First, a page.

-- Perfectly Imperfect. Thats my style!

View JAAune's profile


1614 posts in 1736 days

#2 posted 01-14-2014 06:47 AM

It’s not necessary to sand after planing but it will affect the appearance to some extent. However, if you intend to stain to a dark color sanding is probably needed. Stain might not darken the burnished surface created by hand-planing enough to get the color you want.

You probably won’t have good luck sanding after staining. It could clog the paper and there’s a good chance of accidentally sanding through the color which will not penetrate the wood at all. Best to save sanding until after the first coat of finish is done.

First of all, do all testing on some scrap wood before working on the actual project.

Gel stain reduces splotching but may not be enough by itself. I would recommend trying the following procedure.

1. Sand with the grain to p150.
2. Mix up some alchohol and shellac about 50/50 and applying one coat of that to the wood and allow it to soak into the grain. There shouldn’t be a visible film buildup on the surface.
3. After the shellac is dry, scuff sand lightly with p220.
4. Apply gel stain
5. Apply first coat of shellac.
6. Scuff sand very lightly with p320 to smooth away dust nibs
7. Apply a second coat of shellac.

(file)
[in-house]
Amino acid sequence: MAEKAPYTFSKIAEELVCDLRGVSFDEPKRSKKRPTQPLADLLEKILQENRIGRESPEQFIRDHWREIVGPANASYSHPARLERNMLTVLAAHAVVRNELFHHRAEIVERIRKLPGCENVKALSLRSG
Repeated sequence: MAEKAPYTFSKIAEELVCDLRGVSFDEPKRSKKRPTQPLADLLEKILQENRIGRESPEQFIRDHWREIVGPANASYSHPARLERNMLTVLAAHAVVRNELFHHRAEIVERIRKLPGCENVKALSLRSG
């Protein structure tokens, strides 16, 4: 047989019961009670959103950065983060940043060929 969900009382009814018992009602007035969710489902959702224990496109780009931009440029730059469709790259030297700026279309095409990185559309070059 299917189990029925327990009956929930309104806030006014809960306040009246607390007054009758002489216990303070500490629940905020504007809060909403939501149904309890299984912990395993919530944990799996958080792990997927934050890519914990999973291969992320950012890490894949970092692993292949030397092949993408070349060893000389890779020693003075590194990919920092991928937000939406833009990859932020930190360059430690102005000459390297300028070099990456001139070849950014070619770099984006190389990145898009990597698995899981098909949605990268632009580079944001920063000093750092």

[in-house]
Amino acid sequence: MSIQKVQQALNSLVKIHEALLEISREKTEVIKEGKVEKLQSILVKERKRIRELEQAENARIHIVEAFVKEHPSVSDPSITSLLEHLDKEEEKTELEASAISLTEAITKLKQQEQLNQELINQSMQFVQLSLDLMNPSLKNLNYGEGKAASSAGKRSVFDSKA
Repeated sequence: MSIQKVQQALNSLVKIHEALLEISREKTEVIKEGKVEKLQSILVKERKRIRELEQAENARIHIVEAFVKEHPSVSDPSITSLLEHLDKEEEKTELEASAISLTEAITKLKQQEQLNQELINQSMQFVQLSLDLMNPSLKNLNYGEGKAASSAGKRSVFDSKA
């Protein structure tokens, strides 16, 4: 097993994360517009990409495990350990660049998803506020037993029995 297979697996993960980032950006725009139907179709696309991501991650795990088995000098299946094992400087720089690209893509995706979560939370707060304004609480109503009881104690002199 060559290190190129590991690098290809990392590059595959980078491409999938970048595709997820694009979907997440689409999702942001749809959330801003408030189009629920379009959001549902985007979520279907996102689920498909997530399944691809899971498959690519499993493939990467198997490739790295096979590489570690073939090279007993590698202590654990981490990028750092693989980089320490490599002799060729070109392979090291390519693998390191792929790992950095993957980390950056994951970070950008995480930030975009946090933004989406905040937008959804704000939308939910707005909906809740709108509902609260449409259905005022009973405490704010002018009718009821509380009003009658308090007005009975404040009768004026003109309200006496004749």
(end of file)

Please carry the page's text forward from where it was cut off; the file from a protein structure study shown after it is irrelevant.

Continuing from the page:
8. Determine if the finish is satisfactory. If not, repeat steps 6-7 until the finish looks good. Finish off with the wax afterwards.

Again, test with scrap wood first. You can get different results by mixing around the different steps and might find some other combination that looks better.

-- See my work at and

View blackcherry's profile


3292 posts in 3242 days

#3 posted 01-14-2014 02:04 PM

Are you spraying the shellac because if not you run a good chance of striking the gel stain if you brush and roll. Gel Stain tends to stay on the surface and wild move once a finish is applied with a brush and roller. Best of luck…BC

View redmosquito1's profile


24 posts in 1021 days

#4 posted 01-14-2014 02:12 PM

I would just oil it myself cause I like natural type look. However I’m building it for the fiancĂ© and she wants it stained so that’s what she gets. I like the color though so no complaints and I had to use some of the lighter wood in making the legs so it should allow me to blend it in a bit more.

I will do a couple of test pieces on scraps tonight. JAA I’ll follow your procedure on one and try a no base coat on another and see how it looks. Then finish it with a few shellac coats see how I like it, I’ll start with no shellac since my color sample was done that way last night.

My intention was to brush the shellac on, I hadn’t heard the gel stain will pull from shellac though. That’s a concern for sure. I know some people have had bad results from minwax gel stains but it seems the general stuff is better. Test pieces will show it I guess.